I have a generic VHDL entity and I have this code:

--- in testbench
const bits : integer := 13;          -- number of bits
const pow: integer := 8192;          -- 2^bits
const squared : integer := 67108864; -- pow^2

In where I pass those 3 constants to the entity. What I would really like is something like:

--- in testbench
const bits: integer := 13;

--- in architecture (generic bits:integer)
const pow : integer := 2^bits;
const squared : integer := pow^2;

Since bits is known at synthesis time is there any way to do it without using hardware?

  • \$\begingroup\$ Do you want the final circuit to be able to do these calculations, or do you just want to define constant values (constant during operation of the circuit) inside the description ? \$\endgroup\$
    – MaximGi
    Commented Mar 2, 2016 at 10:23
  • \$\begingroup\$ @MaximGi constant values (edited the answer) \$\endgroup\$
    – rnunes
    Commented Mar 2, 2016 at 10:23
  • 1
    \$\begingroup\$ This is not VHDL code .... \$\endgroup\$
    – Paebbels
    Commented Mar 2, 2016 at 10:30
  • \$\begingroup\$ @rhunes Ok. It is important you precise this because it will make a huge difference in the final layout, since doing these calculations would implement multipliers all over the place which are fairly complex components \$\endgroup\$
    – MaximGi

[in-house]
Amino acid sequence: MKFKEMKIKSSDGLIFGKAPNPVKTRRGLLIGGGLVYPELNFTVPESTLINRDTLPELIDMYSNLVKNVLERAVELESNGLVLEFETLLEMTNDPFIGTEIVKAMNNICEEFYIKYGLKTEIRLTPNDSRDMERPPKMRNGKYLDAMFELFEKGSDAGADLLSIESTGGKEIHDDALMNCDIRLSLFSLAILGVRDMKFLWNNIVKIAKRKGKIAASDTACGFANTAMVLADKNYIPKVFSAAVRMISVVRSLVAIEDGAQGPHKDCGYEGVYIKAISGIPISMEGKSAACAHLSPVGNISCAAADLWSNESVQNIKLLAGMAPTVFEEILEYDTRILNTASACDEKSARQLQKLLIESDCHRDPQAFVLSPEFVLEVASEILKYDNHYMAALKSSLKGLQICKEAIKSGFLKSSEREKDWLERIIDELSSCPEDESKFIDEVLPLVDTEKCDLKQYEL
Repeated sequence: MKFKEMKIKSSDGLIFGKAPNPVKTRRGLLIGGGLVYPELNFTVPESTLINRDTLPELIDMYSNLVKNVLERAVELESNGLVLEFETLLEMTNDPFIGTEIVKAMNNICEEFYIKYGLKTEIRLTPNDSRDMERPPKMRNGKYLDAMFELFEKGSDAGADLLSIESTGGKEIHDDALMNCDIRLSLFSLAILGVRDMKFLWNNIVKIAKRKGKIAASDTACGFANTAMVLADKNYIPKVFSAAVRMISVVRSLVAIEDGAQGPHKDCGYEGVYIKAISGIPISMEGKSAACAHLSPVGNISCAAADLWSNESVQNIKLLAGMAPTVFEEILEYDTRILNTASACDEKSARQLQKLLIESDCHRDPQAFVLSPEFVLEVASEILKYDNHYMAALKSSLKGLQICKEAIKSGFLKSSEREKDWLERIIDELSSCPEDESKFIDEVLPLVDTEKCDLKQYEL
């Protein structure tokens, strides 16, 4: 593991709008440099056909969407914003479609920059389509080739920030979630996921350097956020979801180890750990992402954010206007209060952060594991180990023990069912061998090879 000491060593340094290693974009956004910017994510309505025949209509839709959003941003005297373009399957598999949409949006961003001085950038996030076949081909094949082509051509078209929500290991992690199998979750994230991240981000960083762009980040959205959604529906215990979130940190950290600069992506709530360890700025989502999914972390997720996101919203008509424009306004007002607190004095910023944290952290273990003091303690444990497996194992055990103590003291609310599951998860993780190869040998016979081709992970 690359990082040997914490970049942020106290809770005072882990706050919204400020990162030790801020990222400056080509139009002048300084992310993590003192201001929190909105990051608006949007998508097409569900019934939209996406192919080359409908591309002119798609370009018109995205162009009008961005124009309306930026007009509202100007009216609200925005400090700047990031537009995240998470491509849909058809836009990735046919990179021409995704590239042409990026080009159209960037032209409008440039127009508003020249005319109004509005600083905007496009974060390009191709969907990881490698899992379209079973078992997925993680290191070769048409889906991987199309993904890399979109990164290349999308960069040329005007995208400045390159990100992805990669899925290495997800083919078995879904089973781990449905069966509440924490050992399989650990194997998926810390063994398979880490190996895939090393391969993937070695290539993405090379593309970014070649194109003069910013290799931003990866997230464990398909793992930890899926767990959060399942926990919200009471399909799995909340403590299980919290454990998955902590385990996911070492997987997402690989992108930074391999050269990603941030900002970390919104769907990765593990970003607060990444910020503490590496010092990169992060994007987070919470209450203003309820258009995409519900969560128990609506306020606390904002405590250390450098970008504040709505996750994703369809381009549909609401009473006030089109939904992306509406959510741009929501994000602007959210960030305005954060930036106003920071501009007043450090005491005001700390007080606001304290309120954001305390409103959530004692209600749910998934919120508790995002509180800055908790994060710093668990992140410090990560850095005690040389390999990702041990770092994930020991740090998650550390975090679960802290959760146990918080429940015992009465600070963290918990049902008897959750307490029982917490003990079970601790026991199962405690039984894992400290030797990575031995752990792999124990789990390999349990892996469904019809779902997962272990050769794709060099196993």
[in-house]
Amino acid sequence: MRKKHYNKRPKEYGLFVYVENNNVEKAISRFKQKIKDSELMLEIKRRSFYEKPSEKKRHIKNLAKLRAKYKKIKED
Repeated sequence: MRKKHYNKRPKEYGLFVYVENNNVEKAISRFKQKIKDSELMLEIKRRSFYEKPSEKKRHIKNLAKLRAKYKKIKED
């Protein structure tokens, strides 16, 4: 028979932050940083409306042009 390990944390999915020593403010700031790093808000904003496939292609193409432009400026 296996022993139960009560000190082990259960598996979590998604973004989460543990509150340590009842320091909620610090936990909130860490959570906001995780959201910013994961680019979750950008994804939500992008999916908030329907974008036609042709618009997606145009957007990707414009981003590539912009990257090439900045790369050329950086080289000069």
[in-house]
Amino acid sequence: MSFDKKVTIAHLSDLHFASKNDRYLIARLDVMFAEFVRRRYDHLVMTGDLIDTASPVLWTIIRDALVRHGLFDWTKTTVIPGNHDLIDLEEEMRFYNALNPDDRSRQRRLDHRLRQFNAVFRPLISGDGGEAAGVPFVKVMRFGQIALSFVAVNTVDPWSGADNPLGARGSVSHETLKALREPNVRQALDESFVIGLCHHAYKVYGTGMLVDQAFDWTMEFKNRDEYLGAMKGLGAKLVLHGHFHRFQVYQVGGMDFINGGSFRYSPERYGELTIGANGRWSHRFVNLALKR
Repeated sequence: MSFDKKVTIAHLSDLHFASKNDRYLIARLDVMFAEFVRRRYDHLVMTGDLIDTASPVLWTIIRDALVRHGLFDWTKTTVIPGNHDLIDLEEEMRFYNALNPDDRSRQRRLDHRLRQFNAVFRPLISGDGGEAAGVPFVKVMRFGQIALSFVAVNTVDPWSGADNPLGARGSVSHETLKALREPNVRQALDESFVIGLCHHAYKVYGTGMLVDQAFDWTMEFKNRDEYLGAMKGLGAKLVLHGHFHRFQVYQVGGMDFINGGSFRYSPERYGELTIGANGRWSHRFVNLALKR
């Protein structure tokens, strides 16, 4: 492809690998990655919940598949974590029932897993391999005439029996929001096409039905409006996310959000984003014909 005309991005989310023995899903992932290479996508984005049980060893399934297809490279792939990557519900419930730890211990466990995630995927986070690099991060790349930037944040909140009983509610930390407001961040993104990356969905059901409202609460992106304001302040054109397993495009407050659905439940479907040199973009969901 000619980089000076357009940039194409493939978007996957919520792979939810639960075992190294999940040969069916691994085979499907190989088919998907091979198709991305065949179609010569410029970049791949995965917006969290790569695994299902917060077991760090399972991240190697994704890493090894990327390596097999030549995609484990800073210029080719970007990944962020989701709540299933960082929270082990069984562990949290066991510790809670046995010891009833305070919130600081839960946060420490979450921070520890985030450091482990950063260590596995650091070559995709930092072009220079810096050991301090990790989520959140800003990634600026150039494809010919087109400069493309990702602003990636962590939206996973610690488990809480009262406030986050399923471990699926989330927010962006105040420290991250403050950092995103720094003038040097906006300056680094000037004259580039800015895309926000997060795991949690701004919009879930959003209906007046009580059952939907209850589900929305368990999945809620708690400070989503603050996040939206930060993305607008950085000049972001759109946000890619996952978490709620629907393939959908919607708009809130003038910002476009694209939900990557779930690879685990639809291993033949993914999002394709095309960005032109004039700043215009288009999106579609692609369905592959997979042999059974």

Commented Mar 2, 2016 at 10:36

1 Answer 1


The VHDL power operator is **.

So your code should look like this:

-- in testbench
constant bits    : integer := 13;

-- in architecture
constant pow     : integer := 2**bits;
constant squared : integer := pow**2;
  • \$\begingroup\$ Is that supposed to generate hardware to calculate that or because is marked as const the math will be performed before synthesation? Any chance you could do the same with math functions (e.g round) ? \$\endgroup\$
    – rnunes
    Commented Mar 2, 2016 at 10:35
  • 3
    \$\begingroup\$ All constants are evaluated at elaboration time (synthesis time). In most cases no "extra hardware" is generated. Special cases are for example: constants, which are mapped to ROMs. You can even do floating point calculations and rounding as long as it results in a constant. \$\endgroup\$
    – Paebbels
    Commented Mar 2, 2016 at 10:44
  • 2
    \$\begingroup\$ You can even do time-based calculations involving clock periods and baud rates, then round to a natural constant. Much better than magic numbers in counters, timers and UARTs, \$\endgroup\$
    – user16324
    Commented Mar 2, 2016 at 14:23

Your Answer

By clicking “Post Your Answer”, you agree to our terms of service and acknowledge you have read our privacy policy.

Not the answer you're looking for? Browse other questions tagged or ask your own question.